TopSpin 2K25 Review - 9 minutes read

2024 has been a cracking year for tennis fans so far. Reebok brought back its classic Court Victory Pump sneakers, Zendaya got stuck into a saucy bit of mixed doubles on the big screen in Challengers, and now one of the greatest tennis videogame series’ has returned after a 13-year-long hiatus. TopSpin 2K25 delivers an on-court experience that’s every bit as smooth and snappy as it was two console generations ago, and it features licensed superstars and stadiums that now more closely resemble the real thing. It’s a shame, then, that some convoluted career progression systems and the inclusion of virtual currency hold TopSpin 2K25 back from being an outright winner.

Developer Hangar 13 is best known for making Mafia games, but here the team has gone from whacking mobs to smacking lobs without missing a beat. TopSpin 2K25 feels genuinely terrific to play, its simple set of responsive controls allow for dynamic rallies that closely replicate the pace and tension of the sport, and there’s a supremely well-balanced sense of risk versus reward that comes with performing charged up shots and serves. It feels fist-pumpingly fantastic to nail the timing on a powerful flat stroke that blasts triumphantly down the tramlines, and conversely quite crushing when you greedily overcook it and the ball abruptly smacks into the top of the tape.

It feels fist-pumpingly fantastic to nail the timing on a powerful flat stroke that blasts triumphantly down the tramlines.

If you’re new to the series or to tennis games in general, TopSpin 2K25 features one of the most comprehensive tutorials I’ve ever encountered in the genre. There’s well over an hour’s worth of mini-challenges to complete here, covering everything from the basic set of strokes to more advanced tactics and player positioning. It’s presented for the most part by John McEnroe, who you either know as the legendarily ill-tempered tennis player or the narrator from Netflix’s Never Have I Ever depending on your age bracket. Generally speaking, TopSpin 2K25 is still very easy to pick up and play, but I found completing the TopSpin Academy’s 30-odd lessons held me in good stead as I progressed deep into the bigger tournaments of the MyCareer mode.

Grand Slam, Thank You Ma’am

MyCareer really is the centre court centrepiece of TopSpin 2K25, and it’s a pretty meaty mode. During each month of the tour you get the option to play target-seeking training games, special challenge events, and proper ATP tennis tournaments, all while keeping track of your player’s energy level which starts at 100% and slowly depletes with each match you play. I had to carefully build rest months into the calendar in order to recharge, since every time my player’s energy dropped too low it inevitably resulted in injury that put me out of action for extended periods. However, these injuries only ever seem to occur during menu screens in between matches, and never actually forced me to retire hurt during play. I brazenly went into the Australian Open final with only 1% energy and ended up rupturing my achilles, but I wasn’t informed about it until after I’d raised the trophy – and by then my player was probably too drunk to care.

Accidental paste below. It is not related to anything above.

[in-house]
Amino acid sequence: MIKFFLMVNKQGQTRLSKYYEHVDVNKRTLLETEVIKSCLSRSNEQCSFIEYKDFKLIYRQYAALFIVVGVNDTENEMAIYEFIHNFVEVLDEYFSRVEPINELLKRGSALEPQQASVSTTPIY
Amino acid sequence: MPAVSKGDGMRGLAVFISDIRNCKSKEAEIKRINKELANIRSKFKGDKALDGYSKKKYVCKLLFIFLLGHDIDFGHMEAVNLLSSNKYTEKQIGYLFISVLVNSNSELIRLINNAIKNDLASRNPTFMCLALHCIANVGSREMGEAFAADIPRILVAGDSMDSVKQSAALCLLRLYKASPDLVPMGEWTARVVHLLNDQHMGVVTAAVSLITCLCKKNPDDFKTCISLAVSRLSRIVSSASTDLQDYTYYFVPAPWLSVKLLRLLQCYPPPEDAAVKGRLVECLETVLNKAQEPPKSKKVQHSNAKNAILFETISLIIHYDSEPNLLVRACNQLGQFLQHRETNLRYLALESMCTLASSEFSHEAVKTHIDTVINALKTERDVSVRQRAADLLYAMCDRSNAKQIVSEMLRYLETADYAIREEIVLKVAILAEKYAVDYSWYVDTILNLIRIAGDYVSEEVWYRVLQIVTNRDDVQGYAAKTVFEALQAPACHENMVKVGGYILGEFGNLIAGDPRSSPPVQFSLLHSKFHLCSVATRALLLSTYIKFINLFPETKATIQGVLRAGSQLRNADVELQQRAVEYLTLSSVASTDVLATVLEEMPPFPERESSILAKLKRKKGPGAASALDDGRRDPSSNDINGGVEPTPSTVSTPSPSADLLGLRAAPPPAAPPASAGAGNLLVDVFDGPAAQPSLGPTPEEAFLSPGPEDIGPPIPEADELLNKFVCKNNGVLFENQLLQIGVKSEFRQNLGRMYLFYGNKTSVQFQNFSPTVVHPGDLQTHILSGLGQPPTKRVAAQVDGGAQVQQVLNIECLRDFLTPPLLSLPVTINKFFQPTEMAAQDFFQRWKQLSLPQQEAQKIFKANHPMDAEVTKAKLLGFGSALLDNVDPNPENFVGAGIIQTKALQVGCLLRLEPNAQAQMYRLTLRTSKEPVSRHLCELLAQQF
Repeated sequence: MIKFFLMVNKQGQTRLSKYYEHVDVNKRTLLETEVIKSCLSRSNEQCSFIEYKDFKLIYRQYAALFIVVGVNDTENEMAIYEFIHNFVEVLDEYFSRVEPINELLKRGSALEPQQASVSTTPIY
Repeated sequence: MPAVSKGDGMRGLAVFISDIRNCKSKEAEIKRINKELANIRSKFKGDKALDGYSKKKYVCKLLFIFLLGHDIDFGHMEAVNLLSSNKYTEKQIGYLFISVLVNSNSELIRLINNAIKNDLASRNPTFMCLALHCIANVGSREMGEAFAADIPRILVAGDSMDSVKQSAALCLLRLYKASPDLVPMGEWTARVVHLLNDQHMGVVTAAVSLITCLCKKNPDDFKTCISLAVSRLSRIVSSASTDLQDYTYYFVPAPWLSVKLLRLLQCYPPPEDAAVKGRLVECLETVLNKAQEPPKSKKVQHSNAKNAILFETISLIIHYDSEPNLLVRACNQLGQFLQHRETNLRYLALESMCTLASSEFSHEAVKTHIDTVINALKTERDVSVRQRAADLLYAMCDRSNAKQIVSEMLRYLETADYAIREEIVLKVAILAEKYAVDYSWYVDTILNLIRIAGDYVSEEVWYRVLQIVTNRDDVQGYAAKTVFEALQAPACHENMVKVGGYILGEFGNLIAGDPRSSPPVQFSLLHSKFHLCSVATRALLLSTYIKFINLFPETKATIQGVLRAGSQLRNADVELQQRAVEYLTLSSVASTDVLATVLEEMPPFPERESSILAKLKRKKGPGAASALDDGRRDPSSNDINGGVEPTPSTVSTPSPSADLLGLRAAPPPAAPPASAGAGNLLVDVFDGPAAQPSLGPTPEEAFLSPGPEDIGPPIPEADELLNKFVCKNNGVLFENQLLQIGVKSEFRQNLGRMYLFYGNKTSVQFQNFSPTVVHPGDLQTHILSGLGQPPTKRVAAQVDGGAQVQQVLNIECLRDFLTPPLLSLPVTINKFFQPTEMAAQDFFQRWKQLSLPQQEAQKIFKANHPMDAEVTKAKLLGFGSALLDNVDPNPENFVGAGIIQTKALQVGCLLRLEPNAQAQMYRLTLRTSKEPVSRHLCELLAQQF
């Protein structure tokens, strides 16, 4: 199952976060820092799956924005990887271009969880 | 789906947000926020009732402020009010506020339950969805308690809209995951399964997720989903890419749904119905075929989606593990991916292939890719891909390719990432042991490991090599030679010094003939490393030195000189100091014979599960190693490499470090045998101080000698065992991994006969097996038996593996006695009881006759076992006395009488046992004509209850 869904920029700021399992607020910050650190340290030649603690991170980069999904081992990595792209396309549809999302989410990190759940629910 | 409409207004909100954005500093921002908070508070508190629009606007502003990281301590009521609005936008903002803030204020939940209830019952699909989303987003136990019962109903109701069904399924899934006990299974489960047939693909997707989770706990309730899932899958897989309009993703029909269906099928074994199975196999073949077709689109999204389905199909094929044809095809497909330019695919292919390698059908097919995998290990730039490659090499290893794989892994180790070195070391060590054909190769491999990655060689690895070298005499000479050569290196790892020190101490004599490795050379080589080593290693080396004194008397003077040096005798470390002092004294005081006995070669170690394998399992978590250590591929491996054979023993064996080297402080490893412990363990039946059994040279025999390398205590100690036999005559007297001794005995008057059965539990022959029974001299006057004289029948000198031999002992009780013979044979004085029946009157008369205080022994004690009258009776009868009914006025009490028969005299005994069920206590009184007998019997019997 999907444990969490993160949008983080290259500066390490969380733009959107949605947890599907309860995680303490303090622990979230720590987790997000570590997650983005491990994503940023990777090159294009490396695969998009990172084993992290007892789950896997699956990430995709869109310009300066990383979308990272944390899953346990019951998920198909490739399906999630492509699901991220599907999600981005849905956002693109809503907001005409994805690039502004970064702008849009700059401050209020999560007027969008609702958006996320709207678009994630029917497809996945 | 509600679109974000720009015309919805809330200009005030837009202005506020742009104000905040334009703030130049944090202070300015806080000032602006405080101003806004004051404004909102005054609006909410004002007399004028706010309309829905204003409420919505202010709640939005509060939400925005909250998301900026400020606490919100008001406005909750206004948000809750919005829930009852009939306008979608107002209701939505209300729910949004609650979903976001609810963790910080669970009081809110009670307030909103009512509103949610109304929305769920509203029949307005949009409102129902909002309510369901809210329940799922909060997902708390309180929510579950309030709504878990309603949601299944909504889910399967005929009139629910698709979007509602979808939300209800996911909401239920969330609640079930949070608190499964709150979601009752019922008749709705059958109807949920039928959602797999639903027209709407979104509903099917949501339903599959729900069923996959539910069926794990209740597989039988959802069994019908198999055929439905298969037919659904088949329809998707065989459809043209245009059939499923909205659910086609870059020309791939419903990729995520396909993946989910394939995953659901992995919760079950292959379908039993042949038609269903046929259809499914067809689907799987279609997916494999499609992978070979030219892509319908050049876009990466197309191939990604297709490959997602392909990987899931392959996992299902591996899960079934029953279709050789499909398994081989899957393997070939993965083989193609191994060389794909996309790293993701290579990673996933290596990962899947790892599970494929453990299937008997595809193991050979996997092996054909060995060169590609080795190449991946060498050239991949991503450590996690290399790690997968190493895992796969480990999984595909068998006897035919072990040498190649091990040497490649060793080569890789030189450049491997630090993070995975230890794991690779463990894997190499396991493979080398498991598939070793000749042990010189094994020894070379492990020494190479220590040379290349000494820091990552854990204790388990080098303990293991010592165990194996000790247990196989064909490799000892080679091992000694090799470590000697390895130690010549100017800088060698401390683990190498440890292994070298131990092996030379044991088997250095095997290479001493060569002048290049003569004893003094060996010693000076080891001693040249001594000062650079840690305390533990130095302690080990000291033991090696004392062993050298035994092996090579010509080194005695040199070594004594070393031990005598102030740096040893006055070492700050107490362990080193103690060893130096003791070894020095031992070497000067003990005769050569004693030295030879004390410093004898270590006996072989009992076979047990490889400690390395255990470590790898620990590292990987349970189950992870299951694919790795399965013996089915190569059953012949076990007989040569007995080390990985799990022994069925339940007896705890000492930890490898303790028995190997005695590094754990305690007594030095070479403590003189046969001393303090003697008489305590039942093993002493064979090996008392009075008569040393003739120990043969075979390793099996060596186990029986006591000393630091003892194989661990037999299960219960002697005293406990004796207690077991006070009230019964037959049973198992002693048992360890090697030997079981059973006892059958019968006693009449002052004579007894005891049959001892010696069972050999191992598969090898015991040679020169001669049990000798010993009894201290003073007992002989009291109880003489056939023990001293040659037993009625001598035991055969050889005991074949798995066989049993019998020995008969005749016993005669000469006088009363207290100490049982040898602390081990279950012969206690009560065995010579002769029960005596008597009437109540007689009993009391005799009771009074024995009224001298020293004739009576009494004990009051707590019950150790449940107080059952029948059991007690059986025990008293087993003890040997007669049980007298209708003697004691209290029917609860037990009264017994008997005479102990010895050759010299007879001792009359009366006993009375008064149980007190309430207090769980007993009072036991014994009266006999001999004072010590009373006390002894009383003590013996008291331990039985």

Energy management isn’t the only thing you need to stay on top of during MyCareer, though. There’s a leveling system that doles out attribute points to help shape your player’s strengths whether you favour slinky serve and volleying or if you’re more of a burly baseline brawler, a status system that gives you lists of objectives to tick off in order to progress from unknown to legend and unlock new tournaments or challenges to compete in, as well as global player rankings both overall and for the year-to-date to measure your progress. Hiring a coach brings its own set of unique goals, too, creating enjoyable games within games that had me hitting a certain number of inside out backhand winners during matches to unlock special attribute boosts, for example.

However, like a debutant pair of doubles partners, these various progression systems occasionally step on each other’s toes. Midway through the second year of my career I had managed to crack the top 10 in the world rankings, but I was still ineligible to enter any of the major Grand Slam tournaments because I hadn’t yet fulfilled all of the requirements to elevate my status to the ‘Star’ level. Instead, I had to go off and grind through a number of lesser TS250 competitions, which made me feel like I was arbitrarily spinning my wheels against fictional nobodies when I should have been going head to head with the likes of Daniil Medvedev and Taylor Fritz. On the plus side, since you can adjust the length of matches at any time, I was able to distill these time-wasting tournaments from full games down to a series of tiebreaks. This thankfully made them briefer than a pair of tennis shorts from the 1970s, at the cost of a slightly diminished amount of awarded XP.